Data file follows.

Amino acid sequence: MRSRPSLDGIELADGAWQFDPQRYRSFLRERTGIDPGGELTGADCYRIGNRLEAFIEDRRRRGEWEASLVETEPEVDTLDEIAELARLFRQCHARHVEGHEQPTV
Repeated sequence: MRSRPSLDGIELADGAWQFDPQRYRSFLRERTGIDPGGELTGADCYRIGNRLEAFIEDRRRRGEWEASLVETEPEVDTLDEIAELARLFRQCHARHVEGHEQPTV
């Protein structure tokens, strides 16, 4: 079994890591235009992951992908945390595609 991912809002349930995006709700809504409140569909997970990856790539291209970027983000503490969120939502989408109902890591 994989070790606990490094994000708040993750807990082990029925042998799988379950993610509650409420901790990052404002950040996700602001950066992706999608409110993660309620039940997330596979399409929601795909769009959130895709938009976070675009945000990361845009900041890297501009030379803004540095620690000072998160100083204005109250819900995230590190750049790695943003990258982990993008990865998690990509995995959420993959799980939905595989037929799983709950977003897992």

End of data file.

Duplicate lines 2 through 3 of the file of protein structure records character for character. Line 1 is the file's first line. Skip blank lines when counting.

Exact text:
Repeated sequence: MRSRPSLDGIELADGAWQFDPQRYRSFLRERTGIDPGGELTGADCYRIGNRLEAFIEDRRRRGEWEASLVETEPEVDTLDEIAELARLFRQCHARHVEGHEQPTV
């Protein structure tokens, strides 16, 4: 079994890591235009992951992908945390595609 991912809002349930995006709700809504409140569909997970990856790539291209970027983000503490969120939502989408109902890591 994989070790606990490094994000708040993750807990082990029925042998799988379950993610509650409420901790990052404002950040996700602001950066992706999608409110993660309620039940997330596979399409929601795909769009959130895709938009976070675009945000990361845009900041890297501009030379803004540095620690000072998160100083204005109250819900995230590190750049790695943003990258982990993008990865998690990509995995959420993959799980939905595989037929799983709950977003897992």